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Los Alamos, a set of William Eggleston’s color photographs developed from negatives made between 1965 and 1974, reminds me of the tagline from the 1969 film Easy Rider: “A man went looking for America, and couldn’t find it anywhere … ” The Metropolitan Museum of Art’s introductory wall text notes that the exhibition’s images were taken on a series of road trips with the photographer’s friends Walter Hopps and Dennis Hopper. Even without the explicit Dennis Hopper connection, Eggleston’s images evoke a Hopperesque alienation: they pay homage to certain American ideals, like the lone cowboy or the expansiveness of the American west, and yet when touching on themes of consumerism, poverty, and racism they maintain a telling distance.
In his well-known 1976 introduction to William Eggleston’s Guide, MoMA curator John Szarkowski wrote: “Whither the South? or Whither America? … The fact is that Eggleston’s pictures do not seem concerned with large questions of this sort. They seem concerned simply with describing life.” This formalist approach to viewing Eggleston has persisted, and the photographer himself has contributed to keeping any thematically minded readings of his photographs in check. In a 1989 Aperture interview with Charles Hagen, Eggleston said:
I’ve seen many pictures that are about the southernness of the South — the sense that it’s a separate culture with its own history, its own ethos. And I’d rather not be associated with those kinds of images … for me there’s no surprise in photographs of that sort.
Eggleston is rightly hailed as a genius of color photography and pondering the beauty of his images can overwhelm any other interpretation. For example, “En Route to New Orleans” (c. 1971–74) shows a hand stirring a drink resting on a plane’s tray table. Out of the window small white clouds float in a blue sky, and light streams through the glass, creating a shadow refracted in yellow and red. This burnt-hued reflection, filled with sparkle and depth, is exquisite. The image might touch on themes of American luxury (is it Coke in the glass?), the allure of alcohol (whiskey?), or the meaning of a hand’s disembodiment, but all interpretations deflate when confronted with the perfection of the photograph’s aesthetics. The same could be said about “New Mexico” (c. 1971–74), which shows a big western sky, fluffy white clouds set against gorgeous blues.
While all of the images in Los Alamos have a distracting beauty, there are some whose subject matter cannot be discounted. “Louisiana” (c. 1971–74) displays a row of figurines — two are racist depictions of black men and the others are chickens. In the foreground is a small statue of black man holding a watermelon. The mundane placement of an object that is so clearly a cultural repository of stereotypes, servitude, and violence renders the photo extremely disturbing. And in “Mississippi” (c. 1971–74), a rusted water fountain is set against the backdrop of a brick wall, its shadow looming large behind it. It’s impossible to view a water fountain in Mississippi as strictly an object, separate from the history of segregation.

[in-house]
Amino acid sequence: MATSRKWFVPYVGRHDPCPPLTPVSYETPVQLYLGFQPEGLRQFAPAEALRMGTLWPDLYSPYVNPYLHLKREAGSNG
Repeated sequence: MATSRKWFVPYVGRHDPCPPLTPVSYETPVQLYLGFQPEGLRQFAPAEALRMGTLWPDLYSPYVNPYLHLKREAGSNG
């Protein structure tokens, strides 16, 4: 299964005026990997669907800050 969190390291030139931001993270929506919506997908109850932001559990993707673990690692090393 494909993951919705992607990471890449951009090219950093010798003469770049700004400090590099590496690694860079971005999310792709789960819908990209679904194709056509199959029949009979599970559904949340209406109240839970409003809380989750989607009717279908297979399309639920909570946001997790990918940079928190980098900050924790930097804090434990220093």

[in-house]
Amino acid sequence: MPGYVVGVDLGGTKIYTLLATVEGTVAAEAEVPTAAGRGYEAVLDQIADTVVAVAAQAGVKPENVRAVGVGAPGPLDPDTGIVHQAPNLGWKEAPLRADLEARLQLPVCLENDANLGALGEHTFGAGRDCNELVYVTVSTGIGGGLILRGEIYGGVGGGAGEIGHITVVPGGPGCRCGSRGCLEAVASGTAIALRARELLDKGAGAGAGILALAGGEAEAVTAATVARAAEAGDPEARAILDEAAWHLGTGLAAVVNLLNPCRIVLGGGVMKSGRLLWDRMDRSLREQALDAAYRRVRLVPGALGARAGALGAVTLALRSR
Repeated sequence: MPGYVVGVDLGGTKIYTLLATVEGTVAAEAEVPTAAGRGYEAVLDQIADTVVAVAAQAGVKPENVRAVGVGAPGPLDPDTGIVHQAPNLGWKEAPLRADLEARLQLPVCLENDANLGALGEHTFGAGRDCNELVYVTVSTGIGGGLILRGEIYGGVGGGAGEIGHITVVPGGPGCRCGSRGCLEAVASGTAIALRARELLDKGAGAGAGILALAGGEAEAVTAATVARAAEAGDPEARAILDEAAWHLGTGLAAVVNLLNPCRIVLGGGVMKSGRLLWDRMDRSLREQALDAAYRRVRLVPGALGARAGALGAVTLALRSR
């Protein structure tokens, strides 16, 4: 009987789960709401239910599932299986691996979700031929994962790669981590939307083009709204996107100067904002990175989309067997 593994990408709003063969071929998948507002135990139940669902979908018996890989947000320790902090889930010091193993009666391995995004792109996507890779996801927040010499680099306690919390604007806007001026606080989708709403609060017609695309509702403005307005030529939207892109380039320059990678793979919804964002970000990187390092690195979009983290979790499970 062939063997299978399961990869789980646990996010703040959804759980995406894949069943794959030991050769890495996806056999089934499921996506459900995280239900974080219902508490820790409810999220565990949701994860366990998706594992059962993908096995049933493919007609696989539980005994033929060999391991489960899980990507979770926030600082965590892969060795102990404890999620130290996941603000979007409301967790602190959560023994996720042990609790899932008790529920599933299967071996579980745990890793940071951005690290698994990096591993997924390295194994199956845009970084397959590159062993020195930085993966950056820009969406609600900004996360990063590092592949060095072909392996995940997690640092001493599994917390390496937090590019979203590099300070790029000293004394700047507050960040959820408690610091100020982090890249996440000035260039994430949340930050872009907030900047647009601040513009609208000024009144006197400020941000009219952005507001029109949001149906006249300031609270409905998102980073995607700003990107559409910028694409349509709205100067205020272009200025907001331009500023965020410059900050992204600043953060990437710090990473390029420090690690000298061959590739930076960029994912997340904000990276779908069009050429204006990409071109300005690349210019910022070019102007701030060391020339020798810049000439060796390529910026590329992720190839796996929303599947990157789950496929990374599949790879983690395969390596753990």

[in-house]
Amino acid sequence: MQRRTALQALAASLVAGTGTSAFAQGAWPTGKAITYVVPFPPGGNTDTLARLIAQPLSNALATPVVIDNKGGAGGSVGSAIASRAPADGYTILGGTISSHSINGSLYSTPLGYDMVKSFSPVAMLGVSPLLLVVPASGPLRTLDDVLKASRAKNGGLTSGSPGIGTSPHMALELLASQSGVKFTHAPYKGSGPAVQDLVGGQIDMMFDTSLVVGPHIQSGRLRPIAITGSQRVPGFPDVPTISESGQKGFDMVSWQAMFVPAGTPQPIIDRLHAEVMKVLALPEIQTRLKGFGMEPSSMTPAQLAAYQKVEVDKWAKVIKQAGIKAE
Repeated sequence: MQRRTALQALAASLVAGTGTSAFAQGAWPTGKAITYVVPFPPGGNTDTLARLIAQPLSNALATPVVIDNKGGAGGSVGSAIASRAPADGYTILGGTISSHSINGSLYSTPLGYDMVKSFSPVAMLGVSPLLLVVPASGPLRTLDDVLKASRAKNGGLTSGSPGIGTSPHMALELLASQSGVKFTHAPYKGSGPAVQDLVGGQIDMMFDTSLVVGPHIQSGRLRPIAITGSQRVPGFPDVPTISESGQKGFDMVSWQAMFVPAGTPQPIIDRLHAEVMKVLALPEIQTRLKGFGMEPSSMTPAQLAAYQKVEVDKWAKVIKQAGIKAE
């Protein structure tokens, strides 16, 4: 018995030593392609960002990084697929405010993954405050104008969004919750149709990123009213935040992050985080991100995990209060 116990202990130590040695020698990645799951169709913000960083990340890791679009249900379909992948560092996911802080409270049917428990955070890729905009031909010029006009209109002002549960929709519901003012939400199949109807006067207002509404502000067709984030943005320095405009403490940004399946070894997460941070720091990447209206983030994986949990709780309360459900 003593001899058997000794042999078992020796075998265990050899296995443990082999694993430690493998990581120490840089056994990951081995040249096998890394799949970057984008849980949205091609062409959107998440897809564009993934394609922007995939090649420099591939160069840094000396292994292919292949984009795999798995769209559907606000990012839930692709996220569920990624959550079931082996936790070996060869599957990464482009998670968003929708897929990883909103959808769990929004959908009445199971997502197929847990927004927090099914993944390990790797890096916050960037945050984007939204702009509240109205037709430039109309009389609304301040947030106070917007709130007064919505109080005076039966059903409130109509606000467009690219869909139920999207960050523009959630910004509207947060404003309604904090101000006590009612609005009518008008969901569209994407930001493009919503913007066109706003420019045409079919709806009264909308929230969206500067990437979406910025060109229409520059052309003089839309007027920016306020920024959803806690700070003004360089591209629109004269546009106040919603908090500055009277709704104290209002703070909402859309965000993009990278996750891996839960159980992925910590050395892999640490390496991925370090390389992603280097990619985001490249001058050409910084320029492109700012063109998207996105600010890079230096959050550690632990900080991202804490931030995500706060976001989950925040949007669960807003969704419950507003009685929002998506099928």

Eggleston, born in 1939, spent his childhood between his grandparents’ cotton plantation in Memphis and his parents’ house in Sumner, a town of about five hundred where Emmett Till’s killers were acquitted in 1955. It’s unlikely that Eggleston would be unaware of the themes his work suggests, and yet his vision remains detached; themes like segregation are dealt with only obliquely.
In the Trump era it is easy, and definitely reductive, to see everything as either a product/reflection of or rebellion against a quintessential American rottenness. And yet, there is something in the distance with which Eggleston’s photographs deal with American racism, poverty, and consumerism — an irony, alienation, and detachment — that frustrate a contemporary viewer. The Coca-Cola logo is a recurring motif throughout Eggleston’s photographs. Run-down buildings, rusting signs, old appliances, and broken things are a repeated aspect of many of the exhibition’s photos. Even the title — Los Alamos — referring to the locale where the atomic bomb was invented is hardly innocuous. It is not Eggleston’s role to make his photography more overtly political, but as a viewer in this moment it’s hard not to feel frustrated that America still often does not name a thing for what it is. Our culture mythologizes and fetishizes images of consumerism. We look for culture or beauty in the poverty that should be unacceptable in an industrialized country.
It is highly doubtful that Eggleston meant his photos to provoke such reaction. Rather, it is revealing of the current moment — burgeoning movements for liberal change battling a severely conservative backlash — that they do.
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